Guyana profile - Timeline
A chronology of key events:
1498 - Christopher Columbus sights Guyana.
1580 - Dutch establish trading posts upriver.
1620 - Dutch West India Company establishes a foothold in Guyana, including armed bases, and imports slaves from Africa to work on the sugar plantations.
1780-1813 - Guyana changes hands several times between the Dutch, French and British.
1814 - Britain occupies Guyana during the Napoleonic Wars.
1831 - Guyana officially declared a British colony.
1834 - Slavery abolished; many slaves leave plantations to set up their own freeholdings and are replaced by indentured workers mainly from India.
1879 - Gold is discovered in Guyana and is followed by an economic boom.
1889 - Venezuela lays claim to a large portion of Guyana west of the Essequibo river.
1899 - International arbitration tribunal rules in favour of Guyana (then called British Guiana) in the territorial dispute with Venezuela.
1953 - Britain suspends Guyana's constitution, sends in troops and installs an interim administration after democratic elections for parliament produces a result not to its liking - a victory for the left-wing Indo-Guyanese Progressive People's Party (PPP).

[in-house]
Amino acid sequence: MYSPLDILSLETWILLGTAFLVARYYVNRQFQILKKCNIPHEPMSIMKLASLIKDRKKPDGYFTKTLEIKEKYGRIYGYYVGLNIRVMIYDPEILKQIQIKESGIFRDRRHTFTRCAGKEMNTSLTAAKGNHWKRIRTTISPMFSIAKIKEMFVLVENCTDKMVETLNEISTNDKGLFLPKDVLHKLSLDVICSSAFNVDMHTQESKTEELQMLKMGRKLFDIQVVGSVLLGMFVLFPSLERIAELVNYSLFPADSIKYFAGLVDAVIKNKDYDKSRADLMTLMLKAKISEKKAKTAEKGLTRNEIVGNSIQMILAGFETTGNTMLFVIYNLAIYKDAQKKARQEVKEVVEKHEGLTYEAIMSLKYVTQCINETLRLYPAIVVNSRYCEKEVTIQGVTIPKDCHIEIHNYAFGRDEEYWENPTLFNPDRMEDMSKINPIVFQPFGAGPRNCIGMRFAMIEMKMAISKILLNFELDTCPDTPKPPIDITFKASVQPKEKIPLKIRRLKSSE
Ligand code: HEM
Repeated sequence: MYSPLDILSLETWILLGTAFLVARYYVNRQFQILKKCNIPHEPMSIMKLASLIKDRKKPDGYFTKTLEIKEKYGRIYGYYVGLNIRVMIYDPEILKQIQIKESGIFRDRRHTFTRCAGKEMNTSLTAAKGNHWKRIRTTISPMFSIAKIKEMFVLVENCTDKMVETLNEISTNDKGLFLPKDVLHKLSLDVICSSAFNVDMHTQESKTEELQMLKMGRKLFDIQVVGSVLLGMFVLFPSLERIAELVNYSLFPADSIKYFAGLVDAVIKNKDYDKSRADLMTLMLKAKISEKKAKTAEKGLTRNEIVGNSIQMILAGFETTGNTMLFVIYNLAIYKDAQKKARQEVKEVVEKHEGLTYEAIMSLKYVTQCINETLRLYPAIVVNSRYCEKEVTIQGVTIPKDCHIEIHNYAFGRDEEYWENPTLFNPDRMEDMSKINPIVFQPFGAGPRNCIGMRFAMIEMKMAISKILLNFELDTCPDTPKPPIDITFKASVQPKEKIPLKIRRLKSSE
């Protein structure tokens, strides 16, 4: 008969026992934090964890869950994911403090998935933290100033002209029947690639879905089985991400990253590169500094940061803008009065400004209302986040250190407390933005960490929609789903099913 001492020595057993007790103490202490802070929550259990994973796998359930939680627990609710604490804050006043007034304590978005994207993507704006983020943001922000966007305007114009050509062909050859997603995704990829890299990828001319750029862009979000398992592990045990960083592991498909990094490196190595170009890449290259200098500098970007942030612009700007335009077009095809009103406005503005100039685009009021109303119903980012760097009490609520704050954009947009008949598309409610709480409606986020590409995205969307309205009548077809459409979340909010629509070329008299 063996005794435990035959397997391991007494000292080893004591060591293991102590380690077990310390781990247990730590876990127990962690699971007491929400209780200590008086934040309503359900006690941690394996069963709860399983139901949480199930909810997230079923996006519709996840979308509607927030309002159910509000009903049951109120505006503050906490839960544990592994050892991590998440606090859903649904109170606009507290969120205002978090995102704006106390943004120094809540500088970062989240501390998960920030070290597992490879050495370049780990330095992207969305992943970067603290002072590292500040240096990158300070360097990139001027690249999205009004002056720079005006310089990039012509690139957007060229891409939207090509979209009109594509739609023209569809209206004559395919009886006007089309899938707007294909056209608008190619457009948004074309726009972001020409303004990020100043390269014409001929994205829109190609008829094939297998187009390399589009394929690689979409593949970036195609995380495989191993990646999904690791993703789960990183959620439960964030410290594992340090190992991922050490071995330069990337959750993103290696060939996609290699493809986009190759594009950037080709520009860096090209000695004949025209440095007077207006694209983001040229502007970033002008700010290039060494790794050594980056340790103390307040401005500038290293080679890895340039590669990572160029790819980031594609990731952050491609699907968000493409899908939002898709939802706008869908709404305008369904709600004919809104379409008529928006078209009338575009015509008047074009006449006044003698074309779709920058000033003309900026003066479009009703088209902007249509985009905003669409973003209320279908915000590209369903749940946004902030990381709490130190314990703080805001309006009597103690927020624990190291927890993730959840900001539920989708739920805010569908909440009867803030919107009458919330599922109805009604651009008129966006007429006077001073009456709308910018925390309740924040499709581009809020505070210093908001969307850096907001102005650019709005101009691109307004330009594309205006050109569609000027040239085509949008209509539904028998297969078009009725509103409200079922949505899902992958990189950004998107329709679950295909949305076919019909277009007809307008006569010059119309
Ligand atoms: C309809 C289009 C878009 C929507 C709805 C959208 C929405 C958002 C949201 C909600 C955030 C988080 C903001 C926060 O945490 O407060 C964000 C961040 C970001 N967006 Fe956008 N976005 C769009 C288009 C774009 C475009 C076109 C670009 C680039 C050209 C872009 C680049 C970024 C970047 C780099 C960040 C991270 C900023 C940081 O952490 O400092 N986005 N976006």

1957 - Britain restores Guyanese constitution; PPP splits along racial lines, with Cheddi Jagan leading a mostly Indian party and Forbes Burnham leading a party of African descendants, the People's National Congress (PNC).
1961 - Guyana granted full autonomy, with Britain retaining control over internal and defence matters; Jagan of the PPP becomes prime minister.
1962 - Venezuela revives its territorial claims on Guyana; Cheddi Jagan introduces austerity programme, sparking off violent riots and a general strike; British troops sent in to restore order.
1963 - Racial violence between people of African origins and Indian supporters of Jagan.
1966 - Guyana becomes independent with Forbed Burnham as prime minister.
1970 - Guyana becomes a republic within the British Commonwealth with Raymond Arthur Chung as titular president.
1978 - Nine hundred members of a religious sect commit mass suicide at Jonestown, a community established by sect leader Jim Jones.
1980 - Guyana gets a new constitution and Burnham becomes the country's first executive president.
Economic decline, elections
1985 - Desmond Hoyte (PNC) becomes president following the death of Burnham; economy begins to deteriorate.
1992 - PPP wins first completely free parliamentary elections since independence; Cheddi Jagan becomes president.
1997 - Jagan dies and is replaced by his wife, Janet, after elections.
1998 - Government declares state of emergency in Georgetown in response to violent riots amid allegations of discrimination by PPP against Afro-Guyanese.
1999 - Bharrat Jagdeo becomes president after Janet Jagan resigned for health reasons.
2000 - Long-running dispute with Suriname over the offshore border comes to a head when Surinam gunboats evict an oil exploration rig from the area. Guyana had approved the exploration.